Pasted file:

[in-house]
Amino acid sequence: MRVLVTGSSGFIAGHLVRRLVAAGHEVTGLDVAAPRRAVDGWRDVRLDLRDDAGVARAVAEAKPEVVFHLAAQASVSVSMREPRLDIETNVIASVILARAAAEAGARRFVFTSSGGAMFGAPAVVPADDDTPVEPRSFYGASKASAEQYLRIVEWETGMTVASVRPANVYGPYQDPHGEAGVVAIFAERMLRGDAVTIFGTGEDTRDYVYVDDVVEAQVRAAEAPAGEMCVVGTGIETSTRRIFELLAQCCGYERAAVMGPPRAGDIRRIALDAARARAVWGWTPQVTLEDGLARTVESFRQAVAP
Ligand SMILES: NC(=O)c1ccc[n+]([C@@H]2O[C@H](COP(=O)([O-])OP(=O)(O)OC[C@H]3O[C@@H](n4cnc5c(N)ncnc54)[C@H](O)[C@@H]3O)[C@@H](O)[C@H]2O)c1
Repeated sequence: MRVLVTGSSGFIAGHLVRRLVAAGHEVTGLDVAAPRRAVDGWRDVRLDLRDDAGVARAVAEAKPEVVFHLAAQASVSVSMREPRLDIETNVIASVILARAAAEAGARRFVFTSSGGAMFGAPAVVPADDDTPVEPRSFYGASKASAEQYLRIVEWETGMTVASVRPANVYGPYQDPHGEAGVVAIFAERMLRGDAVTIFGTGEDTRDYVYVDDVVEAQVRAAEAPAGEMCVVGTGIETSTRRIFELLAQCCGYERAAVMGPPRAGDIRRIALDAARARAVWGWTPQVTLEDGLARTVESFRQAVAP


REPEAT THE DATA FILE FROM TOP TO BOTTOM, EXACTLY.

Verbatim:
[in-house]
Amino acid sequence: MRVLVTGSSGFIAGHLVRRLVAAGHEVTGLDVAAPRRAVDGWRDVRLDLRDDAGVARAVAEAKPEVVFHLAAQASVSVSMREPRLDIETNVIASVILARAAAEAGARRFVFTSSGGAMFGAPAVVPADDDTPVEPRSFYGASKASAEQYLRIVEWETGMTVASVRPANVYGPYQDPHGEAGVVAIFAERMLRGDAVTIFGTGEDTRDYVYVDDVVEAQVRAAEAPAGEMCVVGTGIETSTRRIFELLAQCCGYERAAVMGPPRAGDIRRIALDAARARAVWGWTPQVTLEDGLARTVESFRQAVAP
Ligand SMILES: NC(=O)c1ccc[n+]([C@@H]2O[C@H](COP(=O)([O-])OP(=O)(O)OC[C@H]3O[C@@H](n4cnc5c(N)ncnc54)[C@H](O)[C@@H]3O)[C@@H](O)[C@H]2O)c1
Repeated sequence: MRVLVTGSSGFIAGHLVRRLVAAGHEVTGLDVAAPRRAVDGWRDVRLDLRDDAGVARAVAEAKPEVVFHLAAQASVSVSMREPRLDIETNVIASVILARAAAEAGARRFVFTSSGGAMFGAPAVVPADDDTPVEPRSFYGASKASAEQYLRIVEWETGMTVASVRPANVYGPYQDPHGEAGVVAIFAERMLRGDAVTIFGTGEDTRDYVYVDDVVEAQVRAAEAPAGEMCVVGTGIETSTRRIFELLAQCCGYERAAVMGPPRAGDIRRIALDAARARAVWGWTPQVTLEDGLARTVESFRQAVAP